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15 of America’s best small towns and cities

<i>John Wollwerth/Alamy Stock Photo</i><br/>Waterfront views and historic mansions are part of Beaufort's draw.
John Wollwerth/Alamy Stock Photo
Waterfront views and historic mansions are part of Beaufort's draw.

By Joe Yogerst, CNN

(CNN) — The vast majority of Americans may live in big cities (more than 70%, according to the 2020 census), but there’s an enduring affection for small towns and cities.

A lot of that nostalgia is stoked by popular culture. From fictional cinematic stars like Amity Island (“Jaws”) and Bedford Falls (“It’s a Wonderful Life”) to TV towns like Hawkins (“Stranger Things”) and Twin Peaks, small-town life looms large on the small and silver screens.

American literature is spangled with small towns from Alabama (“To Kill a Mockingbird”) to the state of Washington (“Twilight”).

Many well-known Americans are proud of their small-town roots. Taylor Swift spent part of her childhood in the Borough of Wyomissing, Pennsylvania (pop. 11,000). Stephen King spent his formative years in Durham, Maine (pop. 4,100). Brad Pitt is from Shawnee, Oklahoma (pop. 31,000). Model Chrissy Teigen was born in Delta, Utah (pop. 3,600), and baseball great Jackie Robinson in Cairo, Georgia (pop. 10,000).

The United States boasts tens of thousands of towns and cities with fewer than 50,000 people. So there’s no lack of choice when it comes to visiting America’s diminutive destinations. But how do you choose which are the best?

Here are some ideas:

Gloucester, Massachusetts

Founded shortly after the first Pilgrims stepped onto Plymouth Rock, this bustling seaport on Cape Ann is famed in modern times as the home base for the “Wicked Tuna” fleet and setting of many films including “The Perfect Storm.”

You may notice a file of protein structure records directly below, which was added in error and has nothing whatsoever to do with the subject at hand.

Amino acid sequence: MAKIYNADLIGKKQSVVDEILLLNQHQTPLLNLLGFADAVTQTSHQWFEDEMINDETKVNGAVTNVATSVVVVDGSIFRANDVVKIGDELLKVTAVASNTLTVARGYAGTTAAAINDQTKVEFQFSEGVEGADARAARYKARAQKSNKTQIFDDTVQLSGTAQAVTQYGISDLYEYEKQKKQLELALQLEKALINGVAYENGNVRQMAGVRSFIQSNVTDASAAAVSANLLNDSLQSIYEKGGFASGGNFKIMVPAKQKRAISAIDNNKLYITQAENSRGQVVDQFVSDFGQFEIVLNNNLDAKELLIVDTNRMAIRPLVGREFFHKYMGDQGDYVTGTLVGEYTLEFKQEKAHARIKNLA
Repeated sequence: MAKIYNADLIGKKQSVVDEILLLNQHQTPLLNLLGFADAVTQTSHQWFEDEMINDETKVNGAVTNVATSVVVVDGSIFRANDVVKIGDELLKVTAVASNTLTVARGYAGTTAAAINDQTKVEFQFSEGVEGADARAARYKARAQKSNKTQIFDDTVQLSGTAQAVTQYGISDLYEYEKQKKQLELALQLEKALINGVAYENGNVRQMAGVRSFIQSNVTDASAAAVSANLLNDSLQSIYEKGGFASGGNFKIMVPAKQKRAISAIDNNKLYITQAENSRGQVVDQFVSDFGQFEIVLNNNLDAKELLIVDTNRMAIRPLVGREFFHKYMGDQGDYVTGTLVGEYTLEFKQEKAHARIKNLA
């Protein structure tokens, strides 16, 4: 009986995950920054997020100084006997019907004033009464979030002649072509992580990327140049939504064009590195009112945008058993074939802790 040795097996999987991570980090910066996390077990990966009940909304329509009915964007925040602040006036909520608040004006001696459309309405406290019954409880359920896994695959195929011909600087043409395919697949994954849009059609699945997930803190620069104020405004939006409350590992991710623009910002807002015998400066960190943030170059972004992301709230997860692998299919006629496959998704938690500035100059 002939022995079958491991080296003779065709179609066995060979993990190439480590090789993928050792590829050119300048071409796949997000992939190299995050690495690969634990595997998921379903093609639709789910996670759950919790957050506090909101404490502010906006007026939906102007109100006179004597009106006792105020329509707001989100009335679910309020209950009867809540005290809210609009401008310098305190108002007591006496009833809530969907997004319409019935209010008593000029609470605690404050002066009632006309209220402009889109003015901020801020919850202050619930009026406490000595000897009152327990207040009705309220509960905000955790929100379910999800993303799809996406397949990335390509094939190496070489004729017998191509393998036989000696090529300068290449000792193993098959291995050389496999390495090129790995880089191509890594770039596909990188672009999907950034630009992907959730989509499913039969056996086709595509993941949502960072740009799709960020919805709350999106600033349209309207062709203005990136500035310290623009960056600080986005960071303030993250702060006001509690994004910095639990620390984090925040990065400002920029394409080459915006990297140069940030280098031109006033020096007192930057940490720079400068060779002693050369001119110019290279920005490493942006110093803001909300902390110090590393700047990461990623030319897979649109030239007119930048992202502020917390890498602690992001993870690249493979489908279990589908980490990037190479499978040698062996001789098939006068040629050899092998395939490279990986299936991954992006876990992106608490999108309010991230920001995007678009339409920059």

Every visit to Gloucester should include fresh-off-the-boat seafood, a stop to explore the Rocky Neck art colony and a promenade along the Western Harbor all the way out to Stage Fort Park. Between whale watching and schooner tours, there are plenty of ways to get out on the water.

Population: 30,000

Where to stay: Beauport Hotel or Harborview Inn

Saranac Lake, New York

With more than 180 structures on the National Register of Historic Places, this Upstate New York village offers a time-trip back to the late 19th century when it was one of America’s leading health resorts and a destination where tens of thousands of people came to take “the cure.”

Among its many relics are the colorful Adirondack Carousel, the Victorian mansions of the Helen Hill Historic District, the Robert Louis Stevenson Cottage and the Saranac Laboratory Museum, famed around the world for its tuberculosis research.

Broadway and Main Street are awash in bars, restaurants and intriguing one-off shops. Outer enthusiasts can earn patches completing the village-sponsored paddling challenge on five lakes or hiking challenge on six summits. Come winter there’s cross-country skiing, ice fishing or downhill glides on Mt Pisgah.

Population: 5,000

Where to stay: Hotel Saranac or The Point

New Bern, North Carolina

The name betrays the fact that New Bern was settled in 1710 by Swiss immigrants. But nowadays there’s nothing faintly alpine about this hip little Carolina coastal city known for its cool bars and gourmet culinary scene.

Living history tours of Tryon Palace spin tales about North Carolina’s colonial capital while the soda fountain at the intersection of Pollack and Middle streets is where Pepsi-Cola was born in 1898 (and originally called Brad’s Drink).

Nearby Croatan National Forest offers great hiking trails or you can escape to the shore at Atlantic Beach or Emerald Isle.

Population: 31,000

Where to stay: Hanna House or Courtyard by Marriott

Beaufort, South Carolina

Founded in 1711, this charming town is the second-oldest in South Carolina, after Charleston. Stately mansions built before the Civil War surround the commercial hub along Bay Street. A pleasant park along the waters of the Beaufort River is just beyond the street lined with restaurants and shops. Shade and sustenance – with waterfront views – are available on the porches and patios at Plums, Saltus River Grill and Lowcountry Cider Co. & Superior Coffee.